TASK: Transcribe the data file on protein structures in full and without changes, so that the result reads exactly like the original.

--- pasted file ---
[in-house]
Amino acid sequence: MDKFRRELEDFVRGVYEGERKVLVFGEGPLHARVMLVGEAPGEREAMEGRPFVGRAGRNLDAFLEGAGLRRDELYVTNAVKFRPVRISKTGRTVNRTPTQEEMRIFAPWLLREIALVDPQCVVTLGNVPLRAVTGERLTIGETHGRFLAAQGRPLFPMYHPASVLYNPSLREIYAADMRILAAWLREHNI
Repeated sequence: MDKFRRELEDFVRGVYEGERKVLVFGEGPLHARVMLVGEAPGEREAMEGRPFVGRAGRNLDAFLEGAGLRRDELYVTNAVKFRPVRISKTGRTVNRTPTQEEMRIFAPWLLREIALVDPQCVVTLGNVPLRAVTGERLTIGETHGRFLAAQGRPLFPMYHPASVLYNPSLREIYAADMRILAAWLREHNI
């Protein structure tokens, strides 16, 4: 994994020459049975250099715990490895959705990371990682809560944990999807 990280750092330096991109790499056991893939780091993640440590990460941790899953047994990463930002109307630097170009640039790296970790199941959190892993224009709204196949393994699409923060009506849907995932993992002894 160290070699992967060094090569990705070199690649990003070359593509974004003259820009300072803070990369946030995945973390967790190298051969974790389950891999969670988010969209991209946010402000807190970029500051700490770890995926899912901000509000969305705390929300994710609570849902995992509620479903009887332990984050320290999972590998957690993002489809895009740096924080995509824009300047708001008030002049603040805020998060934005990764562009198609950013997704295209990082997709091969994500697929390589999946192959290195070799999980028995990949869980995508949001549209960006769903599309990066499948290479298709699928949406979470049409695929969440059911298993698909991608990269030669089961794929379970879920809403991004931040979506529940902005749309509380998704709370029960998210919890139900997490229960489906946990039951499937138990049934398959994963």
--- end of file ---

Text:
[in-house]
Amino acid sequence: MDKFRRELEDFVRGVYEGERKVLVFGEGPLHARVMLVGEAPGEREAMEGRPFVGRAGRNLDAFLEGAGLRRDELYVTNAVKFRPVRISKTGRTVNRTPTQEEMRIFAPWLLREIALVDPQCVVTLGNVPLRAVTGERLTIGETHGRFLAAQGRPLFPMYHPASVLYNPSLREIYAADMRILAAWLREHNI
Repeated sequence: MDKFRRELEDFVRGVYEGERKVLVFGEGPLHARVMLVGEAPGEREAMEGRPFVGRAGRNLDAFLEGAGLRRDELYVTNAVKFRPVRISKTGRTVNRTPTQEEMRIFAPWLLREIALVDPQCVVTLGNVPLRAVTGERLTIGETHGRFLAAQGRPLFPMYHPASVLYNPSLREIYAADMRILAAWLREHNI
């Protein structure tokens, strides 16, 4: 994994020459049975250099715990490895959705990371990682809560944990999807 990280750092330096991109790499056991893939780091993640440590990460941790899953047994990463930002109307630097170009640039790296970790199941959190892993224009709204196949393994699409923060009506849907995932993992002894 160290070699992967060094090569990705070199690649990003070359593509974004003259820009300072803070990369946030995945973390967790190298051969974790389950891999969670988010969209991209946010402000807190970029500051700490770890995926899912901000509000969305705390929300994710609570849902995992509620479903009887332990984050320290999972590998957690993002489809895009740096924080995509824009300047708001008030002049603040805020998060934005990764562009198609950013997704295209990082997709091969994500697929390589999946192959290195070799999980028995990949869980995508949001549209960006769903599309990066499948290479298709699928949406979470049409695929969440059911298993698909991608990269030669089961794929379970879920809403991004931040979506529940902005749309509380998704709370029960998210919890139900997490229960489906946990039951499937138990049934398959994963």